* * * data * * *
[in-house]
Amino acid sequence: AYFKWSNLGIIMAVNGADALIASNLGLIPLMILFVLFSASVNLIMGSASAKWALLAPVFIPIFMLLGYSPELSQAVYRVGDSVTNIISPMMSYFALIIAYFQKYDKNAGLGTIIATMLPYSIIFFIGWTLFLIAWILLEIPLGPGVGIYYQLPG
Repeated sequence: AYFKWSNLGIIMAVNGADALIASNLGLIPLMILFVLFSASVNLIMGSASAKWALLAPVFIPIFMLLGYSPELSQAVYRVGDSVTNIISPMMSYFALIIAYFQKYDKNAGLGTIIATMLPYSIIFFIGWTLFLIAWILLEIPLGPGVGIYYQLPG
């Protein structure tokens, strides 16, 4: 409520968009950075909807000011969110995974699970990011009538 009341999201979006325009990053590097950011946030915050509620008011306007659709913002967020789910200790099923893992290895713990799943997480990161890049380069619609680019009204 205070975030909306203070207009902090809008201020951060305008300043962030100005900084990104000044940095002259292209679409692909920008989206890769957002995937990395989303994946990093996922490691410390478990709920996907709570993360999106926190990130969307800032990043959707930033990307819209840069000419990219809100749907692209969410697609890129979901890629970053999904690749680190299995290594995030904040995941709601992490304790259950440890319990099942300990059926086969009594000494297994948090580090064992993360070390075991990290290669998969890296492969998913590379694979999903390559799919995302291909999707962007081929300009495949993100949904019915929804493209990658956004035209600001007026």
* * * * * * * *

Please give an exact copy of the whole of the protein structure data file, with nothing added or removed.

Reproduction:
[in-house]
Amino acid sequence: AYFKWSNLGIIMAVNGADALIASNLGLIPLMILFVLFSASVNLIMGSASAKWALLAPVFIPIFMLLGYSPELSQAVYRVGDSVTNIISPMMSYFALIIAYFQKYDKNAGLGTIIATMLPYSIIFFIGWTLFLIAWILLEIPLGPGVGIYYQLPG
Repeated sequence: AYFKWSNLGIIMAVNGADALIASNLGLIPLMILFVLFSASVNLIMGSASAKWALLAPVFIPIFMLLGYSPELSQAVYRVGDSVTNIISPMMSYFALIIAYFQKYDKNAGLGTIIATMLPYSIIFFIGWTLFLIAWILLEIPLGPGVGIYYQLPG
């Protein structure tokens, strides 16, 4: 409520968009950075909807000011969110995974699970990011009538 009341999201979006325009990053590097950011946030915050509620008011306007659709913002967020789910200790099923893992290895713990799943997480990161890049380069619609680019009204 205070975030909306203070207009902090809008201020951060305008300043962030100005900084990104000044940095002259292209679409692909920008989206890769957002995937990395989303994946990093996922490691410390478990709920996907709570993360999106926190990130969307800032990043959707930033990307819209840069000419990219809100749907692209969410697609890129979901890629970053999904690749680190299995290594995030904040995941709601992490304790259950440890319990099942300990059926086969009594000494297994948090580090064992993360070390075991990290290669998969890296492969998913590379694979999903390559799919995302291909999707962007081929300009495949993100949904019915929804493209990658956004035209600001007026």